"git stash" is my new best friend

Apr 3, 2013 -

This is not gonna be any news for a lot of people out there, but I recently discovered the beauty of the git command stash. And even though I feel a little embarrassed about the fact that I did not discover it earlier, I decided to post a quick note about it.

Before I begin, I’d like to explain that in my main project, I am currently the sole developer. That often made me think of git as more of a deployment tool, then the version control application that it is. And because of that, I didn’t feel I necessarily had to learn everything git had to offer.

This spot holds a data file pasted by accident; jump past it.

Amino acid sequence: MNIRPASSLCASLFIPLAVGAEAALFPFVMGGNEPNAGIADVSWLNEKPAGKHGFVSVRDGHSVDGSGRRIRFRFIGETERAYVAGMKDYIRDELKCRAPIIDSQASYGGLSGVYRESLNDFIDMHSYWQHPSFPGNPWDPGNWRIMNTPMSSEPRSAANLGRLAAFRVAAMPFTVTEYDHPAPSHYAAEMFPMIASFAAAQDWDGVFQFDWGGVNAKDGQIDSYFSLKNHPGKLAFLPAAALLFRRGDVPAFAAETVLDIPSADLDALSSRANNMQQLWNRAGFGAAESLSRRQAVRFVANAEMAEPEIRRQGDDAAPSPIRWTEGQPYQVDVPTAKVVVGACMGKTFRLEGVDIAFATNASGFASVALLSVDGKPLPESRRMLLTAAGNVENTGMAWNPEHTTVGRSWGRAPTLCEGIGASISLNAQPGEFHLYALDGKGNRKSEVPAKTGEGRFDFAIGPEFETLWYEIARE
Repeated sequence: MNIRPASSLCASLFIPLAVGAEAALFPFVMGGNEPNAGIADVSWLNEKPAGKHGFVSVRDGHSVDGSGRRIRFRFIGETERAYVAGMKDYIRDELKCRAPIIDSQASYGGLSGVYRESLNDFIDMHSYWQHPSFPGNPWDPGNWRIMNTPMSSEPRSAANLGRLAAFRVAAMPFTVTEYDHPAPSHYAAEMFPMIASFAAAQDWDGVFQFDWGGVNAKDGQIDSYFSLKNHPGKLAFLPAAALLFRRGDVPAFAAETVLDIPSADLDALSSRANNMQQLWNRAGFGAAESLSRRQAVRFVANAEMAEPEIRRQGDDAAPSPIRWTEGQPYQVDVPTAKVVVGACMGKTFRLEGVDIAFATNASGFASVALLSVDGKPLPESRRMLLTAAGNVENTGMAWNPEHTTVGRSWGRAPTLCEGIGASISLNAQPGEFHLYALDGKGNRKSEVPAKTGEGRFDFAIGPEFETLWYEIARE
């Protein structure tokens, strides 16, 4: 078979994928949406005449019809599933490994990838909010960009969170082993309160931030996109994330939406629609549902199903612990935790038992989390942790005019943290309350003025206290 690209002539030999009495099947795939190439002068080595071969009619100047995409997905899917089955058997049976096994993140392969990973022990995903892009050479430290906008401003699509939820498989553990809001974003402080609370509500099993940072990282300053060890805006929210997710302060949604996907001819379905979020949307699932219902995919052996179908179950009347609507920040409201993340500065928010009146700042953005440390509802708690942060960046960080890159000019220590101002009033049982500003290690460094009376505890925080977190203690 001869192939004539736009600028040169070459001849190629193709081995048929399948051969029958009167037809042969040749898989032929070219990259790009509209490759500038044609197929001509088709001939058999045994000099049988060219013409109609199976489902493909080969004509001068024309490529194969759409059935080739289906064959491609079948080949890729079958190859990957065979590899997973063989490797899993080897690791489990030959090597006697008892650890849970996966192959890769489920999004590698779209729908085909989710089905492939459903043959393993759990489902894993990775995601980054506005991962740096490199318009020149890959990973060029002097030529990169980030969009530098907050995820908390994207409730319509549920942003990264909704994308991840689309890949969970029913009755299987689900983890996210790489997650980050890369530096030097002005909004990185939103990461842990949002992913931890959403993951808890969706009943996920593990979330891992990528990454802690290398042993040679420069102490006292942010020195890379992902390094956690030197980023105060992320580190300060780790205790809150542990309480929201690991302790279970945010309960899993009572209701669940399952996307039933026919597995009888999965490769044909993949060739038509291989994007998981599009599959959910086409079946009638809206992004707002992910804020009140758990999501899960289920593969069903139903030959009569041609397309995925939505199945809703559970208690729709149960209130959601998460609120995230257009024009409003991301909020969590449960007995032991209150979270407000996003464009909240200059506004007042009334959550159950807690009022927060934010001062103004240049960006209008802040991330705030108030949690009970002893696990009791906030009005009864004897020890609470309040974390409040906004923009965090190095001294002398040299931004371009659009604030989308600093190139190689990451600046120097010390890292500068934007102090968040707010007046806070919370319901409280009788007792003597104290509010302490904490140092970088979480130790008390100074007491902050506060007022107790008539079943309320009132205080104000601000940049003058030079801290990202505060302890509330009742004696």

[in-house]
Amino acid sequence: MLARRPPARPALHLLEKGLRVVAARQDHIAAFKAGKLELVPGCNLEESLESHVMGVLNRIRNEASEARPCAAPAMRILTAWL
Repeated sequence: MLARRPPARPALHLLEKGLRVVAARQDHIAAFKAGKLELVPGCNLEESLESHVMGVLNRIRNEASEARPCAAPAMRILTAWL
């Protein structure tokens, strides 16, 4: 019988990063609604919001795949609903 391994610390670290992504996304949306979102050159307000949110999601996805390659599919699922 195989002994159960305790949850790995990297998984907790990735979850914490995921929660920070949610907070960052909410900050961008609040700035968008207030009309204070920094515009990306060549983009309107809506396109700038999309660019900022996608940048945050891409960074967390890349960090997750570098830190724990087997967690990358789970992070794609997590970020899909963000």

Now back to git stash. It is the saviour at those moments when you are in the middle of a task and someone comes knocking on your shoulder with something veeery urgent. You know that the thing you are in the middle of will take some time to finish and you don’t want to commit something half finished that will end up breaking the app. So what do you do? Why, you stash it of course. By simple writing

$ git stash

you stove away the changes you have done so far and you are left with how the branch looked like before you started. Now you can switch to whatever existing branch you want or create a new one, fix that veeery urgent thing and commit it just like you normally do.

Once you are done, just switch back to the branch you were working on and type

$ git stash apply

and you can continue working from were you left off.

If I only knew earlier…. well, serves me right for not go looking for it I guess.